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In the book Gravitation (Misner, Throne and Wheeler), it's said that to consider the line element of the flat space on the derivation of Maxwell tensor $\bf{^*F}$ from the Fadaray tensor $\bf{F}$ (text before equation 4.15).

How do I construct the Maxwell tensor $\bf{^*F}$ from Fadaray one $\bf{F}$ in a non-flat spacetime, once the unique equation presented in Gravitation is using the "Levi-Civita tensor" $\epsilon_{\mu\nu\alpha\beta}$ by

$^*F_{\alpha\beta}=\frac{1}{2}F^{\mu\nu}\epsilon_{\mu\nu\alpha\beta}$

and not the metric tensor $g_{\mu\nu}$?

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    $\begingroup$ The metric tensor is contained in $\epsilon$, see the definition of the Hodge dual. $\endgroup$ – ACuriousMind Apr 8 '15 at 21:26
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    $\begingroup$ I'm not sure what the question here is. Is this a question about something specific in MTW or a more general question on how to calculate the Maxwell tensor in a non-flat spacetime? $\endgroup$ – Ryan Unger Apr 8 '15 at 21:28
  • $\begingroup$ @0celo7, my question is about your second option: thank you to clarify my own doubt. Let me modify my question for increasing clarity. $\endgroup$ – Caetes Apr 8 '15 at 22:03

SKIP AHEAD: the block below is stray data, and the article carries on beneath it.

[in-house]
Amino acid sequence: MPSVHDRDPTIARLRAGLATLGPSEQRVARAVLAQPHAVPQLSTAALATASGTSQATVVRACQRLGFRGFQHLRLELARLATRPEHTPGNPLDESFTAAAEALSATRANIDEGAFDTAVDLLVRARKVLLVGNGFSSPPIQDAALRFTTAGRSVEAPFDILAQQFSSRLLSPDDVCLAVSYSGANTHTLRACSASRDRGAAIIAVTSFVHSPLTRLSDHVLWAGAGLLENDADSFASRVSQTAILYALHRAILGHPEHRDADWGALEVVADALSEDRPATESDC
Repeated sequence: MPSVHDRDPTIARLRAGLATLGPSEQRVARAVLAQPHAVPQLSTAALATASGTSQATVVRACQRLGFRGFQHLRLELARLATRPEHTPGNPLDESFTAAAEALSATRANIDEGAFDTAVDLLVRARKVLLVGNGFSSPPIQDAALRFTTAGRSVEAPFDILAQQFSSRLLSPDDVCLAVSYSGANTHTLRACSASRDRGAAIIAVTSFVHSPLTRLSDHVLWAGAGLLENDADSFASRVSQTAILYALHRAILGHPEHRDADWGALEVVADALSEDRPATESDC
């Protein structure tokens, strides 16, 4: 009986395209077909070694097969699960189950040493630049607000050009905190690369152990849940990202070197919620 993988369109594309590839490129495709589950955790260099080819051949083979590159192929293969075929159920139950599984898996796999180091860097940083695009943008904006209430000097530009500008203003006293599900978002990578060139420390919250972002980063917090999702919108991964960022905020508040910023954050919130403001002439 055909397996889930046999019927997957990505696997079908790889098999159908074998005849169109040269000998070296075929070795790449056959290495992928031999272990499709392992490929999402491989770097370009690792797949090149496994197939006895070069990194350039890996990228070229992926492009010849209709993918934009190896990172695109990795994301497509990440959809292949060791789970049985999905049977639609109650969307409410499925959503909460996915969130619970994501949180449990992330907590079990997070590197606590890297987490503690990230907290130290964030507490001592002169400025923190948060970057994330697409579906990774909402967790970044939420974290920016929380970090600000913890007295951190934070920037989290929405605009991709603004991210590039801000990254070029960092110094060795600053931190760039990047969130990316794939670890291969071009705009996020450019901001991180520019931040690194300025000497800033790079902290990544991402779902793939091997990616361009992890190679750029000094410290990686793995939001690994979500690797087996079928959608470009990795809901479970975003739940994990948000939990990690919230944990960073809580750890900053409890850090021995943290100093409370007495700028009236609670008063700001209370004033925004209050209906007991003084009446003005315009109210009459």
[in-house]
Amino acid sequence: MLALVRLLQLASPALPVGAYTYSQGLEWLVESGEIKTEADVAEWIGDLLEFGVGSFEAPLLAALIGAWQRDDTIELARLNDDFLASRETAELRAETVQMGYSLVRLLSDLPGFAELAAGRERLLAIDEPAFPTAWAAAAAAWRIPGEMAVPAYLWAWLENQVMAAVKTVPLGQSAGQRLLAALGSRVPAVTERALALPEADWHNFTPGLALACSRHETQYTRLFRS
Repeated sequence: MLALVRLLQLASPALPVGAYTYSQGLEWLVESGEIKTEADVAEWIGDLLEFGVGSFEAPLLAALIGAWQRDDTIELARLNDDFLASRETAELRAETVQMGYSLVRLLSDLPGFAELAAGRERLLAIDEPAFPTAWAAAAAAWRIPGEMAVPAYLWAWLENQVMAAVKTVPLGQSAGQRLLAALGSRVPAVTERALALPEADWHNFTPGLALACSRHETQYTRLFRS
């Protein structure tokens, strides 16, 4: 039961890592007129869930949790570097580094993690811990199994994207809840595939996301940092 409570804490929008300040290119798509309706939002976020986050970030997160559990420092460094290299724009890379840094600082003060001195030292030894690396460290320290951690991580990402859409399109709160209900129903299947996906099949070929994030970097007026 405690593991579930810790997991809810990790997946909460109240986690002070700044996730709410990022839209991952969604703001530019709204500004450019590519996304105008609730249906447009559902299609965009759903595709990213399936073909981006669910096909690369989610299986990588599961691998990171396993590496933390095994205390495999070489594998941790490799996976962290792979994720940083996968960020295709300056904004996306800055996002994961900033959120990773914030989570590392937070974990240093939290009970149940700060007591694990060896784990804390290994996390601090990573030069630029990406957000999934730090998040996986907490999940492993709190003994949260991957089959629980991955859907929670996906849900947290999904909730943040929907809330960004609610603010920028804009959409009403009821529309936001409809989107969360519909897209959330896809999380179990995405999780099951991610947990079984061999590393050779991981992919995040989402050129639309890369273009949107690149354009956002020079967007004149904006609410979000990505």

• $\begingroup$ I didn't realize that the $^*$ was the Hodge star operator. With you reference, @ACuriousMind, my doubt is solved. Thank you. $\endgroup$ – Caetes Apr 8 '15 at 22:13
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$F_{\alpha \beta}=\frac 1 2 \epsilon_{\alpha \beta \mu\nu}F^{\mu\nu}$ is general tensor equation so it is true in all frame both flat and curved spacetime. We can write it also as $F_{\alpha \beta}=\frac 1 2 \sqrt{|g|}\varepsilon_{\alpha \beta \mu\nu}F^{\mu\nu}$ ,where $\varepsilon_{\alpha \beta \mu\nu}$ is a Levi-Civita symbol. In the case of flat spacetime you just change $g\longrightarrow \eta$

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Once $^*$ is the Hodge star operator, its definition in non-flat spacetime

$(\star \eta)_{i_1,i_2,\ldots,i_{n-k}} = \frac{1}{(k)!} \eta^{j_1,\ldots,j_k}\,\sqrt {|\det g|} \,\epsilon_{j_1,\ldots,j_k,i_1,\ldots,i_{n-k}}$

say that we only need the determinant of the metric tensor $\bf{g}$ to change from $\bf{F}$ to $\bf{^*F}$.

Thanks for @ACuriousMind and @0celo7 for the help.

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